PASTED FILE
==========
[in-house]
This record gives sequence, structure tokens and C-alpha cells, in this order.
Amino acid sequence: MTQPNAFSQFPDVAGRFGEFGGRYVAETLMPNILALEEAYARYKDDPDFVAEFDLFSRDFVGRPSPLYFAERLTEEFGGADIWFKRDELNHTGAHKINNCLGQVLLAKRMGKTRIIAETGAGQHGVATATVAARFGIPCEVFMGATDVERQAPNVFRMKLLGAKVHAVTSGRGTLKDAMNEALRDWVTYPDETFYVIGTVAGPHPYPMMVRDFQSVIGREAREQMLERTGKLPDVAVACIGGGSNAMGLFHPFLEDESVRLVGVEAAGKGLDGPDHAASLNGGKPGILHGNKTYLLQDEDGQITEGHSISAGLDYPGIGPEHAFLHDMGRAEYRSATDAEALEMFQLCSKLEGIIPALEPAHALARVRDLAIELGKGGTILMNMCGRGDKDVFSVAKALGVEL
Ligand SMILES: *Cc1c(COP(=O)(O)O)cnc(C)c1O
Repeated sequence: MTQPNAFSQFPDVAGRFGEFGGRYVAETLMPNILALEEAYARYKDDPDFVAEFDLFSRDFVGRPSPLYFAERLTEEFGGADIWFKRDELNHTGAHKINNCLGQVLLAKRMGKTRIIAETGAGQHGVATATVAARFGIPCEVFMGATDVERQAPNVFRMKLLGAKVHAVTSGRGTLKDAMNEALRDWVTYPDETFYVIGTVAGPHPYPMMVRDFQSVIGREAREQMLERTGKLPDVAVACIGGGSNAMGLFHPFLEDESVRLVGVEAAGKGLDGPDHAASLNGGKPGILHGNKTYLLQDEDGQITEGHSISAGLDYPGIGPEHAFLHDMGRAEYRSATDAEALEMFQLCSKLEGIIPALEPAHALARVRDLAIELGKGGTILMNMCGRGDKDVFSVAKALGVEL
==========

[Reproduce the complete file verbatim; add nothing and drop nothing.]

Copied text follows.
[in-house]
This record gives sequence, structure tokens and C-alpha cells, in this order.
Amino acid sequence: MTQPNAFSQFPDVAGRFGEFGGRYVAETLMPNILALEEAYARYKDDPDFVAEFDLFSRDFVGRPSPLYFAERLTEEFGGADIWFKRDELNHTGAHKINNCLGQVLLAKRMGKTRIIAETGAGQHGVATATVAARFGIPCEVFMGATDVERQAPNVFRMKLLGAKVHAVTSGRGTLKDAMNEALRDWVTYPDETFYVIGTVAGPHPYPMMVRDFQSVIGREAREQMLERTGKLPDVAVACIGGGSNAMGLFHPFLEDESVRLVGVEAAGKGLDGPDHAASLNGGKPGILHGNKTYLLQDEDGQITEGHSISAGLDYPGIGPEHAFLHDMGRAEYRSATDAEALEMFQLCSKLEGIIPALEPAHALARVRDLAIELGKGGTILMNMCGRGDKDVFSVAKALGVEL
Ligand SMILES: *Cc1c(COP(=O)(O)O)cnc(C)c1O
Repeated sequence: MTQPNAFSQFPDVAGRFGEFGGRYVAETLMPNILALEEAYARYKDDPDFVAEFDLFSRDFVGRPSPLYFAERLTEEFGGADIWFKRDELNHTGAHKINNCLGQVLLAKRMGKTRIIAETGAGQHGVATATVAARFGIPCEVFMGATDVERQAPNVFRMKLLGAKVHAVTSGRGTLKDAMNEALRDWVTYPDETFYVIGTVAGPHPYPMMVRDFQSVIGREAREQMLERTGKLPDVAVACIGGGSNAMGLFHPFLEDESVRLVGVEAAGKGLDGPDHAASLNGGKPGILHGNKTYLLQDEDGQITEGHSISAGLDYPGIGPEHAFLHDMGRAEYRSATDAEALEMFQLCSKLEGIIPALEPAHALARVRDLAIELGKGGTILMNMCGRGDKDVFSVAKALGVEL